Edmonton Bookkeeping | Penalties Associated With Remitting Payroll Taxes Wrong

When entrepreneurs start running payroll, they need to be aware of how to calculate the source deductions, and how to remit payment. This can help them avoid payroll audits, penalties and having CRA aggressively chasing them for the money. Since payroll taxes never belong to the business owner, they are withheld from the employeeís checks, in order to submit to Canada revenue agency, therefore if entrepreneurs do not remit them on time, or in the right amount, Canada revenue agency sees this as using money that does not belong to them to fund their business, which is very serious.

The first thing that business owner should learn when they are learning how to withhold payroll taxes from their employeeís checks is that there has five components that they need to be aware of. In addition to that, there is taxes that must be withheld from the employeeís checks, and taxes that the entrepreneur themselves have to submit on behalf of the business. Edmonton bookkeeping says that if entrepreneurs are paying themselves a salary, they also need to withhold taxes from their own check and remit to Canada revenue agency as well.

These five components of payroll taxes are the employee portion of CPP and EI, as well as the employer portion of CPP and EI. Edmonton bookkeeping says that entrepreneurs should note that the employer portion of EI is going to be one point 4% higher than the employeeís portion. Once those four components are calculated, an entrepreneur also must withhold income taxes from their employeeís checks. With the employer having to submit CPP and EI on behalf of the business, they also should be aware that those are the two taxes that they entrepreneur must withhold from themselves, and remit to Canada revenue agency. Once an entrepreneur is aware of all of these taxes and the amounts, they will be able to calculate the source deductions accurately every time so that they do not run the risk of remitting too little taxes.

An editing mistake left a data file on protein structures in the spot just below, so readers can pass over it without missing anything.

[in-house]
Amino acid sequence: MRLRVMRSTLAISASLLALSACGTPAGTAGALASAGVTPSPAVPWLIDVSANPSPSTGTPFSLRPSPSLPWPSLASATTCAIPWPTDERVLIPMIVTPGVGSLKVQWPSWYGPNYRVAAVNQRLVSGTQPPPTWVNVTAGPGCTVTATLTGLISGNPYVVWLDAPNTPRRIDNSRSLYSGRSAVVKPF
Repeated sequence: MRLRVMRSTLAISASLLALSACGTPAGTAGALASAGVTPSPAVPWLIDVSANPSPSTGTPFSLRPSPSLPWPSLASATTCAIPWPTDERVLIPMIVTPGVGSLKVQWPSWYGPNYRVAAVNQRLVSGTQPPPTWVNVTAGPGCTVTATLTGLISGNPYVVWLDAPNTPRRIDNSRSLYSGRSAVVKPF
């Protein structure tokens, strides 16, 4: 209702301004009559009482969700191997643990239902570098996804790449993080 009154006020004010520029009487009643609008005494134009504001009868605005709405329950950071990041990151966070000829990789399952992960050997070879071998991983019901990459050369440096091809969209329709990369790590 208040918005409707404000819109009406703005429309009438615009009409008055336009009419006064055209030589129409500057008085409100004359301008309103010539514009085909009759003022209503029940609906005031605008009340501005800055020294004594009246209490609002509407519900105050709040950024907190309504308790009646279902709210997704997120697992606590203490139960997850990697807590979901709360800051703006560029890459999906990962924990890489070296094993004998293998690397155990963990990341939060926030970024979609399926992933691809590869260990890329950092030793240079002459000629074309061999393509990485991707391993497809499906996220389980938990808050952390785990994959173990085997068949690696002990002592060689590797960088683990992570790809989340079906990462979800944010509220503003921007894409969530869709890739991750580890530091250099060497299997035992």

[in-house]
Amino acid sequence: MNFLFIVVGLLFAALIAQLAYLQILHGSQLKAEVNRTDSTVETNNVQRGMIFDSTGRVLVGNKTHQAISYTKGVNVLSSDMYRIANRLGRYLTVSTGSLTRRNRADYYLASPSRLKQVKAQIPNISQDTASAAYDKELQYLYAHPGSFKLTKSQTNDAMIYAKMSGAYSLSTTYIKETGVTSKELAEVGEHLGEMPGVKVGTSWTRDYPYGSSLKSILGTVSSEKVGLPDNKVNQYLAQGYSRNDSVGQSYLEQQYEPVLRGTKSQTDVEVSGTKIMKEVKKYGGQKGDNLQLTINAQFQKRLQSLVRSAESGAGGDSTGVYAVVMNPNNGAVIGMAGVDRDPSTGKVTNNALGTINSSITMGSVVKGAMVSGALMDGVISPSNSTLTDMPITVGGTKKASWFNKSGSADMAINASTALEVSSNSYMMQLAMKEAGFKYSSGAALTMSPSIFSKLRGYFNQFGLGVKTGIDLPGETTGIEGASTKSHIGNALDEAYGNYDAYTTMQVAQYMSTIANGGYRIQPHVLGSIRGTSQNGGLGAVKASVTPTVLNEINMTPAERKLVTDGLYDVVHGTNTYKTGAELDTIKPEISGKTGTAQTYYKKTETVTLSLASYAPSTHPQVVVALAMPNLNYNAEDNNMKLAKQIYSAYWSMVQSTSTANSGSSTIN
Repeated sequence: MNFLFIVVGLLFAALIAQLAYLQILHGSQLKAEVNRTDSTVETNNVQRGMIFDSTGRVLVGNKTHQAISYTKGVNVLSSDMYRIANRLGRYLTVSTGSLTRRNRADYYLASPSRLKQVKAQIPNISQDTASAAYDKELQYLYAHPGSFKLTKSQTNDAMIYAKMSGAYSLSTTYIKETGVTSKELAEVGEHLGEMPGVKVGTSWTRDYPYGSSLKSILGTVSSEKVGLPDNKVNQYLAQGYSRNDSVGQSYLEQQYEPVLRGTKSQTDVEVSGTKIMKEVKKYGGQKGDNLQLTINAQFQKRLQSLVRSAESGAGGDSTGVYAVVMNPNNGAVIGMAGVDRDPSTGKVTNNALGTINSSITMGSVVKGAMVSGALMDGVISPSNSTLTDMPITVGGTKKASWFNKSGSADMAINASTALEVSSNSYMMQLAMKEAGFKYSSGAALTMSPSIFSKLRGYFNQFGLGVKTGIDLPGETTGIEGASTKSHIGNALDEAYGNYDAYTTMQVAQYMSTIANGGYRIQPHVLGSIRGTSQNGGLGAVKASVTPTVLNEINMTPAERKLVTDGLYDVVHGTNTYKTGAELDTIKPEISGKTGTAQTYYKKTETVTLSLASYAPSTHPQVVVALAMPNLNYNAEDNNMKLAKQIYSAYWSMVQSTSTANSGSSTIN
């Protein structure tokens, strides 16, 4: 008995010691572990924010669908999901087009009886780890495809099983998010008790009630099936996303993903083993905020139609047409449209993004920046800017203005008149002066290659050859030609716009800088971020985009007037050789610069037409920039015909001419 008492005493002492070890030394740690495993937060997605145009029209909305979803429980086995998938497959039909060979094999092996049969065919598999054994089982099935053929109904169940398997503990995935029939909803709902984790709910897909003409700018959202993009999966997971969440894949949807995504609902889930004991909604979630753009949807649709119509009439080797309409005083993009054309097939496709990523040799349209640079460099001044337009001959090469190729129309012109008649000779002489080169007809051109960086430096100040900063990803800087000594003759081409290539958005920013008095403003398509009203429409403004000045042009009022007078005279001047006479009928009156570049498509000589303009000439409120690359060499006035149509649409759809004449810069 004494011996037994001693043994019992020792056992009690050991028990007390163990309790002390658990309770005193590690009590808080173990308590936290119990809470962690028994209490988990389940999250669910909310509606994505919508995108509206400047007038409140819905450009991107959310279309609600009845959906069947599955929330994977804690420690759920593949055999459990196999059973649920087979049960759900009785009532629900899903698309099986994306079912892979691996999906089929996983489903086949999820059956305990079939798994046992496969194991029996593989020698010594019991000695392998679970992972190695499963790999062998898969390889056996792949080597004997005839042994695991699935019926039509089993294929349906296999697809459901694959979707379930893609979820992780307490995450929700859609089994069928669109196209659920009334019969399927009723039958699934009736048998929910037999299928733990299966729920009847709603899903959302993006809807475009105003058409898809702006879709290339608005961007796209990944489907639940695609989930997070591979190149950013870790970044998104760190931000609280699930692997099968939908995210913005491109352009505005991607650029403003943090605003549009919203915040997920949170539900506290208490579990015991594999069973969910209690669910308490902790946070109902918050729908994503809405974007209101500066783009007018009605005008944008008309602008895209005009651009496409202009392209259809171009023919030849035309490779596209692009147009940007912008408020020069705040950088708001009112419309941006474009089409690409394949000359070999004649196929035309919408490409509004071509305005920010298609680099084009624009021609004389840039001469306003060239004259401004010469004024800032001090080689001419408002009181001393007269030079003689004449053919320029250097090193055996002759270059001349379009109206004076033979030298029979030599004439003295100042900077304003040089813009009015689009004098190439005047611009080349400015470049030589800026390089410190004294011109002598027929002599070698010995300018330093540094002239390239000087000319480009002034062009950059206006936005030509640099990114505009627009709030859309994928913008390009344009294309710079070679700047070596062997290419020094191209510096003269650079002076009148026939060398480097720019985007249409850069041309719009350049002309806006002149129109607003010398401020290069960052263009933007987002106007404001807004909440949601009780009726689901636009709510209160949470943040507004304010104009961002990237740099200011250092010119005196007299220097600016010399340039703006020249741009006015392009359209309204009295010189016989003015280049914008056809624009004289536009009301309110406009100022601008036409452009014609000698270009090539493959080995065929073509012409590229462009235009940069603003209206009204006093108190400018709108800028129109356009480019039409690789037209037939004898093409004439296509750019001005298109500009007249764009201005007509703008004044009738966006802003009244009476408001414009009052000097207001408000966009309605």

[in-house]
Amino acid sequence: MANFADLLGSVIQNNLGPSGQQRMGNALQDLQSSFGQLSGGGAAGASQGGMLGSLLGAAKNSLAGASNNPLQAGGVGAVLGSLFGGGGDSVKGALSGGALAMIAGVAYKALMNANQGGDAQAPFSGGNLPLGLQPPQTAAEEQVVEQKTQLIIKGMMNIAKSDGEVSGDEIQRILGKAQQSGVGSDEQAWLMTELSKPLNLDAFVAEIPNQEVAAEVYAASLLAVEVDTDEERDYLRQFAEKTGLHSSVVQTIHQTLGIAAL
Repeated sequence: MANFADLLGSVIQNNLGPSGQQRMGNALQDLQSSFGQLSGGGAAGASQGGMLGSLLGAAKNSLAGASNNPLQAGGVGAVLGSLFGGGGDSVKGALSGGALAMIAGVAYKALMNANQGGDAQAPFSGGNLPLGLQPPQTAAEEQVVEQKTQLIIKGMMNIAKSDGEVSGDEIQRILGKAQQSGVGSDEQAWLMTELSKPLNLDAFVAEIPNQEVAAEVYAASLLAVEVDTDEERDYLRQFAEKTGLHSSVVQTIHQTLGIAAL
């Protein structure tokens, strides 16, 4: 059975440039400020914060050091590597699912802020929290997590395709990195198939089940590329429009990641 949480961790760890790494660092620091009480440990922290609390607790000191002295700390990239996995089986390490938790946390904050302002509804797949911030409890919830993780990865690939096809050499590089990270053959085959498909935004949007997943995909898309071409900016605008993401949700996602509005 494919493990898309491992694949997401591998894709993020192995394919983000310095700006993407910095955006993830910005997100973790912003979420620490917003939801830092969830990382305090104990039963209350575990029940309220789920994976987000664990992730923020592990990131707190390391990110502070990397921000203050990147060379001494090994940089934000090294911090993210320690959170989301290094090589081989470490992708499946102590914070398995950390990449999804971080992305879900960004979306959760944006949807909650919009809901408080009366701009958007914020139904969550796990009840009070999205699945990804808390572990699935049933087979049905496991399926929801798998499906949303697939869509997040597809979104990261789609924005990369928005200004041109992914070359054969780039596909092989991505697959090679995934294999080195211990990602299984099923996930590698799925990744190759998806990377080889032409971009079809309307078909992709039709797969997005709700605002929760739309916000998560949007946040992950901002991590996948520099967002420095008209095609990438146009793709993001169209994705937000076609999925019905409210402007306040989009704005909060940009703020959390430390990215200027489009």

If an entrepreneur has not remitted the correct amount of taxes when the Canada revenue agency receives their T4 filing, they will send the entrepreneur a letter asking them to explain the discrepancy. If the entrepreneur cannot explain it, or if their explanation is not satisfactory, a payroll audit will be triggered. This is going to require an auditor looking over all of an entrepreneur’s payroll information which is a disruption to the business and time-consuming.

Avoiding a payroll audit is very simple, as long as an entrepreneur can remit the correct amount of payroll taxes to the Canada revenue agency. By knowing all of the taxes to withhold, entrepreneurs can ensure that they are withholding and submitting the correct amount consistently. This can free up the entrepreneur to spend their time and energy thinking about more important things such as the sales and marketing of their business, developing their product and gathering customers. By focusing on what is truly important, and having a plan for the rest can help business owners grow their business.